[EDITORIALS]GNP has lost its identity

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[EDITORIALS]GNP has lost its identity

It is disgusting to see that, out of blue, the Grand National Party is suddenly promoting the Sunshine Policy. Party Chairman Kang Jae-sup visited the South Jeolla area on Tuesday and said the current Roh administration may think it has done a great job on inter-Korean relations, but its own engagement policy has actually given a bad name to President Kim Dae-jung’s Sunshine Policy. Mr. Kang was essentially saying the Sunshine Policy was right, and Mr. Roh’s engagement policy was wrong.
Kim Hyong-o, the party’s floor leader, later explained that Mr. Kang meant to stress that Mr. Roh’s policy was worse compared to his predecessor’s.
But as explanations go, it was clumsy. Mr. Kang is far from the only one who wants to distinguish the Sunshine Policy and the current engagement schemes.
Also on Tuesday, Kim Seong-jo, another Grand National member, said that while the Sunshine Policy was a blend of open arms and hard-line measures, Mr. Roh’s policy is the indiscriminate support of North Korea without principles.
Lee Byung-suk, vice floor leader, criticized the Uri Party for attempting to score a few extra votes by jumping on the bandwagon of the Sunshine Policy as it is gaining more historical significance.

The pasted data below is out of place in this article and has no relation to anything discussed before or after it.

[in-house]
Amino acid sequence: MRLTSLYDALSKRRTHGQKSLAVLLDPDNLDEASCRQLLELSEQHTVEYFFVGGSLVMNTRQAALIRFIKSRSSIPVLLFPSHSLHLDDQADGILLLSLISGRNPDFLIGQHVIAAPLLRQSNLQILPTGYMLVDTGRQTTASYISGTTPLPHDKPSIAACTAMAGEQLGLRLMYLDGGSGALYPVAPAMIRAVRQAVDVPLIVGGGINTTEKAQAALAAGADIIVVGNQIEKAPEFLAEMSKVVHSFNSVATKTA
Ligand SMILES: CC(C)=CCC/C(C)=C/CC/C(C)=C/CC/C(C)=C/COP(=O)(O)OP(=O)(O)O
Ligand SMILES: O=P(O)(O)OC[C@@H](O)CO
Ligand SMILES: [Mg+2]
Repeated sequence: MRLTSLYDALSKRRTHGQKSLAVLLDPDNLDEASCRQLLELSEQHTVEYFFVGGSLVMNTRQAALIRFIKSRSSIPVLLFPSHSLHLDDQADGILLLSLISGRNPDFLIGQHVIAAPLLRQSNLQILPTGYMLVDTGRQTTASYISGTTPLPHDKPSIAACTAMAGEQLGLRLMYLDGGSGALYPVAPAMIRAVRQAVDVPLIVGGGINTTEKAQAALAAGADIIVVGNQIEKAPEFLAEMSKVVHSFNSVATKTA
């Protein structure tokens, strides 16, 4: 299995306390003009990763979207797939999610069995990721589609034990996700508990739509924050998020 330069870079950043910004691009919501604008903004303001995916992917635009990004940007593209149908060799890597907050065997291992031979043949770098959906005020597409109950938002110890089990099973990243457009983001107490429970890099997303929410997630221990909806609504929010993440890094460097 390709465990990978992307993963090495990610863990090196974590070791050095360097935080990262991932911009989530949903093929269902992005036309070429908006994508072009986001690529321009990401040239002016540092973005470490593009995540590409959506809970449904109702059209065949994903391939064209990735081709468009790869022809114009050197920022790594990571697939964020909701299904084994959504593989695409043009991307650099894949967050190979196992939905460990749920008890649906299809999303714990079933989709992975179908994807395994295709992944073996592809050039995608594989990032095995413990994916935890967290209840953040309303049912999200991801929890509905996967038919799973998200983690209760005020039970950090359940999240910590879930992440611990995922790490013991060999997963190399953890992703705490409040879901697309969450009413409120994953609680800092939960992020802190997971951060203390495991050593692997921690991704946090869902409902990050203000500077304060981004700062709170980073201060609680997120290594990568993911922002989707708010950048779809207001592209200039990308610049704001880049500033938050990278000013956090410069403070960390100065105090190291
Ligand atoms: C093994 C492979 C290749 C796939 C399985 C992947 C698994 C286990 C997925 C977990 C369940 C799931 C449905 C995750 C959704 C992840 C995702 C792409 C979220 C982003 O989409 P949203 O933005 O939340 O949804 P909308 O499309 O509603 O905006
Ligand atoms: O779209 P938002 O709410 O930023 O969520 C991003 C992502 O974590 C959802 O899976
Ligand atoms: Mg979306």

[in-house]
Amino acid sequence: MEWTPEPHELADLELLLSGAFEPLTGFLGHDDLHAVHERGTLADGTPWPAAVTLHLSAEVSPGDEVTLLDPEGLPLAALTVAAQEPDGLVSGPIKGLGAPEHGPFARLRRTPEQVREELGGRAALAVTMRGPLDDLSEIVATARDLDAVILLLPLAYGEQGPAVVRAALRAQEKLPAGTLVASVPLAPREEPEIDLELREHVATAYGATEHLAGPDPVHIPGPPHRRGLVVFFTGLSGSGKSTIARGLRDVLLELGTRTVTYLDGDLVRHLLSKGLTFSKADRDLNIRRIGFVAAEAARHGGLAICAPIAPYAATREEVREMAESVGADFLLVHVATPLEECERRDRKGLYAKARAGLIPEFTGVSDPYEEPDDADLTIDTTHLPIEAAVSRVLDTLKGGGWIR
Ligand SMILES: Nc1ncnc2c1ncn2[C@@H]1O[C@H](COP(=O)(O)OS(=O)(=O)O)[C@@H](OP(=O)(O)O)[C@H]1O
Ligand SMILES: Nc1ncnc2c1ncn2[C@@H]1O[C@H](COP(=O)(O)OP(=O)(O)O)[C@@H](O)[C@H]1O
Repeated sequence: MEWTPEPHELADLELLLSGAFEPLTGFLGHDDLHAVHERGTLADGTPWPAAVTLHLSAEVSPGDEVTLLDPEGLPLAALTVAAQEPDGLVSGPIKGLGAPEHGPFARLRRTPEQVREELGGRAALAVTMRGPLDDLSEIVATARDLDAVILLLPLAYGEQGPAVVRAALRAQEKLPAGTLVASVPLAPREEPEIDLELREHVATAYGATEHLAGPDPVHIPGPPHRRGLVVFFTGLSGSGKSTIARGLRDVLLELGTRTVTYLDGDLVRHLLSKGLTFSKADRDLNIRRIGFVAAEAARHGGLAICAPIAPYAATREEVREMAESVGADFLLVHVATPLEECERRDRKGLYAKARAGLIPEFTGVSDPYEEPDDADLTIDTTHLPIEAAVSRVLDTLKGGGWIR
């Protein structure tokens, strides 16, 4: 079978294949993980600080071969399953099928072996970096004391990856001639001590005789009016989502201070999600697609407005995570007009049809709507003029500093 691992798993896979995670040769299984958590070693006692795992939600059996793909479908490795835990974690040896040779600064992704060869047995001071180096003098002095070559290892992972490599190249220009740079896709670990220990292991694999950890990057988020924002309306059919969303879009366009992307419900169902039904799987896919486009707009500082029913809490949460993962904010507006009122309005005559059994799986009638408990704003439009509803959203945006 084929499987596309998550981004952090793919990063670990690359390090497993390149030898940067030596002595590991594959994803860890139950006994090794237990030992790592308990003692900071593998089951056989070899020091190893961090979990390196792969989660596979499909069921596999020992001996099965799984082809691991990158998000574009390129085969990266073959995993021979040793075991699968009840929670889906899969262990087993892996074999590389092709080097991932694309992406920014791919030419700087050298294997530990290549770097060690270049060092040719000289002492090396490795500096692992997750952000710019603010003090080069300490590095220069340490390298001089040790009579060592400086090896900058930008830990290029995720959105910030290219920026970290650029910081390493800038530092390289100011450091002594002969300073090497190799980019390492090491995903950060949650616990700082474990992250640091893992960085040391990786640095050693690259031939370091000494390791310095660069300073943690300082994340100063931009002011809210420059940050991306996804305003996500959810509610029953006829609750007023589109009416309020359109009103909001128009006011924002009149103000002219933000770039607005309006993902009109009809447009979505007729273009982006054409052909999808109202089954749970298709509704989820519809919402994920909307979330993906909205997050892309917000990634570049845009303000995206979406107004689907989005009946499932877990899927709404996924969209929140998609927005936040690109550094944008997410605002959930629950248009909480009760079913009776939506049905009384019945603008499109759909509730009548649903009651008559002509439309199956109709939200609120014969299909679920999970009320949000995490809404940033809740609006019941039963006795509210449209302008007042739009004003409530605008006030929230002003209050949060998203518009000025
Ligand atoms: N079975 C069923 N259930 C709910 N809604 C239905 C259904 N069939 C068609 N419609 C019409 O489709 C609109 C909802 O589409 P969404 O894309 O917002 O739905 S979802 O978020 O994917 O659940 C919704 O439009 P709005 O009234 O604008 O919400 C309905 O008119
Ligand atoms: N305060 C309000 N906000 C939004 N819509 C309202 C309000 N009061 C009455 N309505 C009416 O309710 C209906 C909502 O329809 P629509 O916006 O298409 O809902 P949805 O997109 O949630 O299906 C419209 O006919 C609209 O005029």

The reason the parties are suddenly being subservient to Kim Dae-jung and his signature policy is obvious. They all want to gather votes in the Jeolla provinces ahead of elections, and feel that Mr. Kim, who is from South Jeolla, still exerts influence on the minds of the people in the region.
We would understand if the Uri Party, which essentially inherited the Sunshine Policy, supports it. But we feel the Grand National Party has lost its identity. This is not to say giving positive reviews of the policy is wrong. But think of how the Grand Nationals once evaluated the policy: During Mr. Kim’s presidency, the party called the policy a blatant waste of money. With some strong public criticism, the Grand National Party conveniently changed its stance. Such confusion is due to the party’s lack of a firm philosophy on North Korean issues.
Regardless of their explanations, the party members’ recent comments only justify the Sunshine Policy and make themselves look worse. The party cannot gain people’s trust if it is unable to hold on to its convictions. If the Grand National Party becomes the ruling party, such a shallow trick will not get it anywhere. Grand Nationals continue to disappoint.
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